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How Do Bug Bounty and Security Vulnerability Disclosure Programs Work?

If you are into casino games, there is one more way to earn money from them: you can also find the errors they have and report them. For example, if you find an error while playing the Fire Joker slot free version, you can report it to the developer and get some payment. Of course, online slot machines are not the only way to do this: you can do the same for almost any digital software and service. There are people who earn their living this way, and thanks to them, we can get a smooth and safe experience as end-users. Their work is called “bug bounty” or “security vulnerability disclosure”, and contrary to popular belief, these are not the same things. So how do these programs work and what do they offer? Below you can find answers to all these questions.

What Is a Bug Bounty and Security Vulnerability Disclosure Program?

We should start with the basics. Let’s say you started to offer a digital service by making a big investment. In internal tests, you can detect some problems and vulnerabilities in this service, but some problems can only be detected after the service has been used by a large audience. In other words, even if you do your part, there will certainly be problems that you cannot detect before the service is offered to a wide audience.

In this case, you should ask your users for help: if they report any problems they encounter, you can fix them. So, how do you encourage users to do this? Well, you can encourage them simply by offering a reward for their reports. This is the basic logic behind Bug Bounty and Security Vulnerability Disclosure programs: both encourage users to find and report problems with a service or a product.

The Difference Between Bug Bounty and Security Vulnerability Disclosure

However, although both have the same purpose, they differ from each other in the way they function. Bug Bounty is generally open to all users. The company that offers it gives a reward for reporting bugs, and the amount of this award depends on how serious a problem is. For example, Apple’s Bug Bounty program is open to everyone, and rewards can range from $5,000 up to $1,000,000. If we give some examples:

  • Apple pays $100,000 if bugs that make it possible to access iCloud accounts without authorization are reported.
  • If you find a bug that enables data extraction from a locked iOS device, the amount of the reward will be 250,000 USD.
  • If you detect a bug that allows full kernel execution, you can earn $1 million.

Bug bounties are more common than security vulnerability programs, and almost every big company has them. You can see some examples below:

Facebook 500 USD No max limit
GitHub 617 USD 30,000 USD
Google 100 USD 31,337 USD (and more)
Intel 500 USD 100,000 USD
Microsoft No minimum limit 250,000 USD
Mozilla 100 USD 10,000 USD (and more)


You do not need to be a “hacker” or a technical expert to win a reward from a bug bounty program. Even end users can earn a reward for reporting simple errors. This and the fact that it is open to everyone is the most important thing that distinguishes it from security vulnerability programs.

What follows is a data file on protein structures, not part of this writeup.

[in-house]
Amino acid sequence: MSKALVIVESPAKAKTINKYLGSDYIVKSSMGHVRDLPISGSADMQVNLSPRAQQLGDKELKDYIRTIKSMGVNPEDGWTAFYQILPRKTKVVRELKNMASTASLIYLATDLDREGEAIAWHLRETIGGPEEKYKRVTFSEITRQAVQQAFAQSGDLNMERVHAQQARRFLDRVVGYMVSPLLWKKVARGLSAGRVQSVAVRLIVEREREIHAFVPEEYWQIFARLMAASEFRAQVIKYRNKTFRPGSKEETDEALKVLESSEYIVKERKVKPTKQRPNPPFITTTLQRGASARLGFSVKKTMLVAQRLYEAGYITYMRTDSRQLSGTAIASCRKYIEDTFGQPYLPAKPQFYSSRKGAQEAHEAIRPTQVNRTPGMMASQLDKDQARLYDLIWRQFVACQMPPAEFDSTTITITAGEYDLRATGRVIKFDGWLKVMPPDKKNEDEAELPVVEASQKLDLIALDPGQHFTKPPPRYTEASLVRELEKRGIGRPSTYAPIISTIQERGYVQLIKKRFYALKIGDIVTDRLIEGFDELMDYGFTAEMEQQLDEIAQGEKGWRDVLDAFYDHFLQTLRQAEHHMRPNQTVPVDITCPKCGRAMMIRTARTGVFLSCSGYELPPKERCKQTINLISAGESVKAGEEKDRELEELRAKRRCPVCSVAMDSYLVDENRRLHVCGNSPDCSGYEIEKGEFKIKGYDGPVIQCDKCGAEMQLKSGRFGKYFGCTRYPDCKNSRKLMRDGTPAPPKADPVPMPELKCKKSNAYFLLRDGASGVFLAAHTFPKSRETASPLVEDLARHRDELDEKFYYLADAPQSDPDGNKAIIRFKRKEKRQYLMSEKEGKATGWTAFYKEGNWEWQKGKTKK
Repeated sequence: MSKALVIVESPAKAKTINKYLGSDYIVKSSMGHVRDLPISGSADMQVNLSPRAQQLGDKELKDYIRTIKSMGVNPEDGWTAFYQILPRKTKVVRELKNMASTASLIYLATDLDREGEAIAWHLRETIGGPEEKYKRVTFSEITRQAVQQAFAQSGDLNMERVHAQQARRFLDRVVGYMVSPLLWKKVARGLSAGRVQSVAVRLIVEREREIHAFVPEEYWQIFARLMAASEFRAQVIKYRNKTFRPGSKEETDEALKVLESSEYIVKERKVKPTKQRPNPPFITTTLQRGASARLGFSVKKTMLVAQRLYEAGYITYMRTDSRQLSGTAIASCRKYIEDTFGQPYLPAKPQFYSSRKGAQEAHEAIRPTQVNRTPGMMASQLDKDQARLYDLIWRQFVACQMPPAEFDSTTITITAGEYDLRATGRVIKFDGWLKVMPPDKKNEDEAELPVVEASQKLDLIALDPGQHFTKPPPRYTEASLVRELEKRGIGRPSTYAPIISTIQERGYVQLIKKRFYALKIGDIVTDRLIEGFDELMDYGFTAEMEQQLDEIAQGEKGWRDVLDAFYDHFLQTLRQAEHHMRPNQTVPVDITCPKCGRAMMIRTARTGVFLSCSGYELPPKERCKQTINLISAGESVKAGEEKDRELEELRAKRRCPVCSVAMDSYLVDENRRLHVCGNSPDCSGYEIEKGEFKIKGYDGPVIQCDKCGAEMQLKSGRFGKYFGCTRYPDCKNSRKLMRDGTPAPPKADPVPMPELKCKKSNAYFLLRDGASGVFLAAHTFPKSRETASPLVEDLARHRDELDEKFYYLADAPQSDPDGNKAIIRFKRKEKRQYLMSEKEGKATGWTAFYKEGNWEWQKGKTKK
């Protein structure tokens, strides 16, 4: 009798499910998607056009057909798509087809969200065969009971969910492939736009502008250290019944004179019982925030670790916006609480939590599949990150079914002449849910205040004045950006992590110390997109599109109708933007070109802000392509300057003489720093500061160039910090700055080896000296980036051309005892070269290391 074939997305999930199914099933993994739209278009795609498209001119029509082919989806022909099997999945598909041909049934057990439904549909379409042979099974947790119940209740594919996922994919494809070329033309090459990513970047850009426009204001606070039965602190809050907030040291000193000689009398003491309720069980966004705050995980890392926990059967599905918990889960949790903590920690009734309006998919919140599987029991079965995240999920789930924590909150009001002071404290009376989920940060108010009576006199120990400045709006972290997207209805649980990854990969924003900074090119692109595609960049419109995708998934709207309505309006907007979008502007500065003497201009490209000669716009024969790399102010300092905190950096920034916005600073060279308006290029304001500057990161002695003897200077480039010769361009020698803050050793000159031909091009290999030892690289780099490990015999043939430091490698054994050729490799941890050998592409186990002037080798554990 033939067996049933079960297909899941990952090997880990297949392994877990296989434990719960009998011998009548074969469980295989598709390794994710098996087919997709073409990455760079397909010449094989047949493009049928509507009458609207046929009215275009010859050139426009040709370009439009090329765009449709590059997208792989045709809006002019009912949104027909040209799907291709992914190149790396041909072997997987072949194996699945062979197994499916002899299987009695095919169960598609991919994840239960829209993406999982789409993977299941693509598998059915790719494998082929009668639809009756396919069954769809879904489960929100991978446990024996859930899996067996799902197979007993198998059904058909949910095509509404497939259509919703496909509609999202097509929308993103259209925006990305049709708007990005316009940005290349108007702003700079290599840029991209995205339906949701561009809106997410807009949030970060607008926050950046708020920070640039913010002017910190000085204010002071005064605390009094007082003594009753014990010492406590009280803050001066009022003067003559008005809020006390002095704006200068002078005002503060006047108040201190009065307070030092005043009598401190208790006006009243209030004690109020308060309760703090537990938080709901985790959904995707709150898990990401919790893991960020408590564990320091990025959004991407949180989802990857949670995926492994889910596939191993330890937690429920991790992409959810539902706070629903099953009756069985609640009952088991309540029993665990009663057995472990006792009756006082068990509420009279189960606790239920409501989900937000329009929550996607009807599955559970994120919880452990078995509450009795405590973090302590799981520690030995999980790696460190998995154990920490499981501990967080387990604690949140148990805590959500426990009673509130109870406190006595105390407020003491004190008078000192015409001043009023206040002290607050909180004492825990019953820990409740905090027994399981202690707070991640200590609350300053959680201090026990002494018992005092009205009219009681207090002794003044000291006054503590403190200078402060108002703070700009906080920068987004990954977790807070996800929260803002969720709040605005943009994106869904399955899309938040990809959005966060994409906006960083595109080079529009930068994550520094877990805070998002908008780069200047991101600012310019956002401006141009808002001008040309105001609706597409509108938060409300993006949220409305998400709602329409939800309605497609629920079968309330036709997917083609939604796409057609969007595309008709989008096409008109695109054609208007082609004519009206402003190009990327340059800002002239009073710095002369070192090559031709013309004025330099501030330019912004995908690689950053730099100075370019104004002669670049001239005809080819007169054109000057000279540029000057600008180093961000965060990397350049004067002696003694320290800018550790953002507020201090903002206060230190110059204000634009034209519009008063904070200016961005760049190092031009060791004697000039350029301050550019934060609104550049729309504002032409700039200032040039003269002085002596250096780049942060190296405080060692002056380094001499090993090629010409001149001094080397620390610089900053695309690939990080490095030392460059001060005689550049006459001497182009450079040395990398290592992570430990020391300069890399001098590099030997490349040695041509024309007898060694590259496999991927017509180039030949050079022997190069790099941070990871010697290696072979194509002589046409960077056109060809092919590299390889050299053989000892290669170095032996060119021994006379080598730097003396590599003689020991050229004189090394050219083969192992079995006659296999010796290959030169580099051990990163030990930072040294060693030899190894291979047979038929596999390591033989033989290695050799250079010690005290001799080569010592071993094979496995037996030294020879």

In this context, it is possible to say that security vulnerability programs (SVP) are much more “serious.” Let’s give a simple example and imagine that you are using a newly released router.

  • An ordinary end user can report a problem with this router and receive a reward from the bug bounty program.
  • A hacker can infiltrate this router and take control of all devices connected to the home network. If he/she reports this serious vulnerability via SVP, he/she will both earn an award and make that router more secure.

SVP is generally not public and mostly offers an anonymous reporting option. This is because the actions taken to detect the relevant vulnerability are often “illegal.” Let’s go back to the example above: even if it is in good faith, the person who infiltrated that router actually committed a crime. He may choose not to report this vulnerability for fear of punishment. Whereas, if you give him an anonymous reporting option, he can report the vulnerability without worrying about his identity being exposed.

As can be seen from this description, SVP is a program that often involves people known as “white hat hackers.” Companies also organize open-access SVPs from time to time, but their rules include more than simply reporting a bug. For example, you are asked to hack a certain system within a certain period of time and explain in detail the vulnerability you used. SVP is a program for more serious bugs and vulnerabilities that require expertise to detect. We can summarize the difference between the two programs as follows:

  • With Bug Bounty, you know which bug is fixed, and you can even find out exactly what the bug was.
  • You often do not know about bugs fixed with SVP: the company involved just issues a security update, closing the bug and giving no details.

Both programs allow us to use more secure programs and products. Both are an example of a “win-win” situation: the company makes its product or service safer, and those who report issues get a reward.

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